When I was in library school, I envisioned the first day of class, I would take an oath promising my love and allegiance to physical books, thus casting aside eBooks forever. I was expecting blood, candles—the whole nine yards.

Sadly, nothing like that happened. I did, however, make sure to declare my love of physical books over eBooks any chance that I got. I let it be known that I was a real librarian who would not be beaten by the likes of Kindles everywhere. I would prevail and keep the magic of smelly old books alive for centuries to come. My children will know the pain of paper cuts, and they will feel my wrath when they dog-ear book pages!

But soon after graduating from library school, something in me changed. Well, a lot of things in me changed, but we don’t have time for all of that. I suddenly found myself beckoned by the lure of eBooks. I saw people on trains and planes casually holding thousands of books inside a single device. They didn’t even break a sweat. My days of packing an entire suitcase dedicated to books could be behind me. The great underwear shortage of Disney World 2009 would not be repeated!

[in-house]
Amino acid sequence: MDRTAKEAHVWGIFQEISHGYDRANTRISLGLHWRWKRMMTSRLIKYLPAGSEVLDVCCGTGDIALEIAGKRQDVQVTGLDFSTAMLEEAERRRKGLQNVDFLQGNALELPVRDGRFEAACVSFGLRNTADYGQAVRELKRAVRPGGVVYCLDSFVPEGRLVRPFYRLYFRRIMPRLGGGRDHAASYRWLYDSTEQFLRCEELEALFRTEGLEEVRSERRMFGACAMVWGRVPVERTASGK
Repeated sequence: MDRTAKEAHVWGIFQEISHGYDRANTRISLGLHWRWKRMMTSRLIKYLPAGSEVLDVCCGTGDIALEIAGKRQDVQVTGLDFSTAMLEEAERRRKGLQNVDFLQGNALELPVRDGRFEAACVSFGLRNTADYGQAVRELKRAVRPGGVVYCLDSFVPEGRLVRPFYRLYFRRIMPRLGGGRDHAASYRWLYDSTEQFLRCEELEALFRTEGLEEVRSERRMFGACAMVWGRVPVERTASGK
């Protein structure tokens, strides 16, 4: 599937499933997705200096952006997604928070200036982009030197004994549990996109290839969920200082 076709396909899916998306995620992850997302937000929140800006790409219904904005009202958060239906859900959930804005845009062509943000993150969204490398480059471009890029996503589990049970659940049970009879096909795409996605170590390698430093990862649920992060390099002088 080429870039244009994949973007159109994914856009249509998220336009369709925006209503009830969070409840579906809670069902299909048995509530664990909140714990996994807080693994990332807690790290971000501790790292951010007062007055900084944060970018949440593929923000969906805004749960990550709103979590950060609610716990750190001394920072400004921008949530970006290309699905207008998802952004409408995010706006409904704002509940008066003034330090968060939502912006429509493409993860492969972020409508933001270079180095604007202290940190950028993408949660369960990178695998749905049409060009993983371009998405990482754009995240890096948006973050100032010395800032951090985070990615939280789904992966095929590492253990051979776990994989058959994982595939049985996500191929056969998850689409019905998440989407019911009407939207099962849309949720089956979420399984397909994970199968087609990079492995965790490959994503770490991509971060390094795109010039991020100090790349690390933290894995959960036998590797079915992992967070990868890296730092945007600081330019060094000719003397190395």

I slowly began to break my imaginary oath, and I let eBooks into my life.

I evolved.

For once.

I began to check out eBooks from the library, and at any given time, I could have between 12 to 987 books checked out on my device. If my device dies, I die. Or at least a part of me does. Reading eBooks means I can bring as many books with me as I want. I now have a variety of options to pick from as I ignore my family during the holidays.

Reading eBooks means that I can check out a book at any time of day or night. I no longer have to wait for the library to open in the morning to read an entire book about glue or check out a book for a book club that meets tomorrow.

It’s not that I don’t still read physical books. I am often still tempted by pretty colors, or heaven forbid a book has one of those fancy built-in bookmarks. I simply can’t resist!

I found that it’s not one or the other. Someone does not need to be firmly sat in one camp. Like onions, people have layers. We are allowed to like more than one thing, and I found that adding eBooks has only made my reading life more enjoyable. They have also helped significantly cut down on my chiropractic bill.

Is liking eBooks an unexpected opinion for a librarian to have? Perhaps. Do I do what I want? Yes.

Here I am reading an eBook in the wild. The best part? Nobody around me can see what I’m reading. Therefore, I no longer need to endure judgment from the world.

A Librarian’s Unpopular Opinion on eBooks

Want to learn more about eBooks at Fountaindale? Visit our digital collection!